I also found the Rain Pony character confusing and unnecessary.  He is Paytents' husband and the chief of the Blackfeet, and he follows Legend and Bartok into the building where Paytents is being held and saves Legend's life.  Paytents seems happy to see him, but then why did Paytents leave him in the first place and go off by herself to get Legend's help?  This is probably the most time and energy that anyone in world history has ever spent dissecting this particular episode of Legend.

Other thoughts, observations, and questions I didn’t ask when I was in fourth grade:
  • In the opening, Legend is reluctant to help Paytents and give up his vacation, but then he asks her if she is of the Blackfoot tribe and she says, "Only by marriage."  This causes him to immediately change his mind and decide to help for reasons that are unclear to me.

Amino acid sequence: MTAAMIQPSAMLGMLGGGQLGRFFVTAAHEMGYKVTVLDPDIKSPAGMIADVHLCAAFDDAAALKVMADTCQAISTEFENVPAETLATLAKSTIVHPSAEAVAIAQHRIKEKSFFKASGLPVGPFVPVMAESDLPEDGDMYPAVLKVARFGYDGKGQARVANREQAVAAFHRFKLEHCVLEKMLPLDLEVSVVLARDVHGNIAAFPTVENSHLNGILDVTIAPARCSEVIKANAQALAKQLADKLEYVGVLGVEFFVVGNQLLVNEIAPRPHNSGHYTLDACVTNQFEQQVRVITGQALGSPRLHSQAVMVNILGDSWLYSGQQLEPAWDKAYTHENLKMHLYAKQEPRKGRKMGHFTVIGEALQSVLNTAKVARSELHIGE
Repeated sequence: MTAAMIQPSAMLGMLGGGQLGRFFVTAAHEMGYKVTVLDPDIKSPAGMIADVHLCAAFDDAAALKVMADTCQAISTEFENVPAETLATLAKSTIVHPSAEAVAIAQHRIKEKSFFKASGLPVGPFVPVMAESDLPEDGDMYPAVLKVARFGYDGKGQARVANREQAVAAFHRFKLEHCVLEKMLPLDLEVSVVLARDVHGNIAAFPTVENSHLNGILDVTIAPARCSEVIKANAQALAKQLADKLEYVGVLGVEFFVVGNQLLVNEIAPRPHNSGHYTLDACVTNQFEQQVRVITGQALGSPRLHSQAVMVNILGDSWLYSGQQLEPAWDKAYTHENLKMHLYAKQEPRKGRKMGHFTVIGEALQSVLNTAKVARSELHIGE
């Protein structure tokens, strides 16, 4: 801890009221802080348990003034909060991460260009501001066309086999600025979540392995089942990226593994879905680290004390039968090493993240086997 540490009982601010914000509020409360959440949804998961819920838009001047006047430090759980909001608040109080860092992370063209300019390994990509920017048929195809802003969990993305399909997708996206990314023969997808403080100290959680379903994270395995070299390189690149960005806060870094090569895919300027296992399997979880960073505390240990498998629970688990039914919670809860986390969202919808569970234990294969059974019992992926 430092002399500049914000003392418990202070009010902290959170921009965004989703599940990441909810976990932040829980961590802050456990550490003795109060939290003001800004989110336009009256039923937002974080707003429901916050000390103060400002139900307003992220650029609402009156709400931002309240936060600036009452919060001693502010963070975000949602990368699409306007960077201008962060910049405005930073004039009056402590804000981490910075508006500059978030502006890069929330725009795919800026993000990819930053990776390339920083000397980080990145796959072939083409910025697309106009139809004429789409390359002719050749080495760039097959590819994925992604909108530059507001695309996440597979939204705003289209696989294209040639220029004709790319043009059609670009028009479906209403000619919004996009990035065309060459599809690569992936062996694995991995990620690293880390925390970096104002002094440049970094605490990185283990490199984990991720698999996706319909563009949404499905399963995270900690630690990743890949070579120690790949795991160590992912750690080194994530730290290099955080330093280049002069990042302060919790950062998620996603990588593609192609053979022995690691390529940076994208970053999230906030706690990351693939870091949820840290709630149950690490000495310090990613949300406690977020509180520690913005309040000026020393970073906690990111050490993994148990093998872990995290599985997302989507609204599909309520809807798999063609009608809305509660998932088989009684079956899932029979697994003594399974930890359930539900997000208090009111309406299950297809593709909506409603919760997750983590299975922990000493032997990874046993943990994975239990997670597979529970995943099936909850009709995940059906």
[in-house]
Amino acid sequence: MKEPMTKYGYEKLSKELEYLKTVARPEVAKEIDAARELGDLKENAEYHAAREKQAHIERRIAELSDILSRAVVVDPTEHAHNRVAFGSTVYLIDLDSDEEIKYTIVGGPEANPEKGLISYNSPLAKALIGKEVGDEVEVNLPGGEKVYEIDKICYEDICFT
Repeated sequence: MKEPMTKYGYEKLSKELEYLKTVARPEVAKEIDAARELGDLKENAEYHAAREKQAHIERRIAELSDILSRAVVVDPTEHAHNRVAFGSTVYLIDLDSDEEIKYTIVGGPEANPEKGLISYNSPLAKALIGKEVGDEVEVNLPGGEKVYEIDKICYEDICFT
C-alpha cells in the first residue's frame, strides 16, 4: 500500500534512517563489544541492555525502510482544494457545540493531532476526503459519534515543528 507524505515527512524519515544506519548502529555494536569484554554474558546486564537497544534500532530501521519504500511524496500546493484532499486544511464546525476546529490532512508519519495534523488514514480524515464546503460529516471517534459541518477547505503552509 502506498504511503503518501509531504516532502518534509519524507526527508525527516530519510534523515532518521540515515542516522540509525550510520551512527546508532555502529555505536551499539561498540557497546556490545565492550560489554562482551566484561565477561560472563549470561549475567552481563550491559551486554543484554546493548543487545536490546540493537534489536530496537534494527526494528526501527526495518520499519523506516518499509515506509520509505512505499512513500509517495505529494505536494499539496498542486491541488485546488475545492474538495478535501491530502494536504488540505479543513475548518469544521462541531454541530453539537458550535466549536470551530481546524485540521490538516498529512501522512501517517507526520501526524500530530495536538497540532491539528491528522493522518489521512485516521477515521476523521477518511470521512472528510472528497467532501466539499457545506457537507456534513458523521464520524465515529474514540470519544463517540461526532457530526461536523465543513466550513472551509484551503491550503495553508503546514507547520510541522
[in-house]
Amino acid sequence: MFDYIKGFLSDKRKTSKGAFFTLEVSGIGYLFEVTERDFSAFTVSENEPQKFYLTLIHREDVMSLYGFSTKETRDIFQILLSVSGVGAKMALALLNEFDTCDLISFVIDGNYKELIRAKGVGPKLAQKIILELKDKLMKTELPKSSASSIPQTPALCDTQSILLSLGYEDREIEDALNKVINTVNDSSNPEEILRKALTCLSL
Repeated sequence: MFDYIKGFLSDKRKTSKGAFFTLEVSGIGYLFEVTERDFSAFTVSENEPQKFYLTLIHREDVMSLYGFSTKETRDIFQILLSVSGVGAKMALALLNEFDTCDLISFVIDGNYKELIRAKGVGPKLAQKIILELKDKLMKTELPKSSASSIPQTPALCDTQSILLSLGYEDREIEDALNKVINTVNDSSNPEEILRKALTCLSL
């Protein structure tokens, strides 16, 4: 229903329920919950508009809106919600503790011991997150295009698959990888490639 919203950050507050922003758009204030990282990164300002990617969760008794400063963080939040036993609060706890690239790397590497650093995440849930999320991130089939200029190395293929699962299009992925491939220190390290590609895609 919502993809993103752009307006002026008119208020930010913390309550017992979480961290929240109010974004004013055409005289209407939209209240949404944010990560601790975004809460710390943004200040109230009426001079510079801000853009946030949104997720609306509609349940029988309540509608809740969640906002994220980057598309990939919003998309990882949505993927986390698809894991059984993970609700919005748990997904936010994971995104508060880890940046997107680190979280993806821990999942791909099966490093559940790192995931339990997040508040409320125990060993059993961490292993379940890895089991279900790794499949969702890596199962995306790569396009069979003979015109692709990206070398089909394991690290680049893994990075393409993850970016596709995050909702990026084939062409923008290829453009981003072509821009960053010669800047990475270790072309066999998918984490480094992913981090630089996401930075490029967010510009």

• 8:08 mark - it's our old friend James Hong who MacGyver fans will remember from The Wish Child and Lost Love.  According to IMDB he was also in The Coltons but I don't remember him -- perhaps he was in one of the deleted scenes?
  • Why does Legend ask the journalists in town to do a story on Paytents but then he doesn't want to give any additional information to the reporter who approaches him in the alley?
  • Ouch, two blows to the head!  I'm having Bitter Harvest flashbacks. 
  • Not sure they wore button down shirts like this in the 1880's.  My wife suggests that perhaps the wardrobe department was facing cuts.

Final Analysis:
I wasn't a huge fan of this episode and found it slow and relatively uninteresting, though it was nice to meet Legend's mom.  I'm putting it at #8 out of #11.